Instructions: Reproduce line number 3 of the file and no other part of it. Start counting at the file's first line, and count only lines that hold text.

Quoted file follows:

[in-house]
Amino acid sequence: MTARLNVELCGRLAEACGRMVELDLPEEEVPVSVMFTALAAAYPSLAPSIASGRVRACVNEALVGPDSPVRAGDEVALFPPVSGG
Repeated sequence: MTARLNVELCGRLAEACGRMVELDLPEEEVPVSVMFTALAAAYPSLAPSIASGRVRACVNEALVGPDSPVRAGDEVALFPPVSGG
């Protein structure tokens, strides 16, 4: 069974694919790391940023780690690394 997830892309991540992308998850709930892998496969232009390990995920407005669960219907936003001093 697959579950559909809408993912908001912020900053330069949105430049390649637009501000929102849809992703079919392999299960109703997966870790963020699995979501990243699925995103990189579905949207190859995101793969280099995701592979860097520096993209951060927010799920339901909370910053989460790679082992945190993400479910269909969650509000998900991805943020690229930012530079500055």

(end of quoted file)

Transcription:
Repeated sequence: MTARLNVELCGRLAEACGRMVELDLPEEEVPVSVMFTALAAAYPSLAPSIASGRVRACVNEALVGPDSPVRAGDEVALFPPVSGG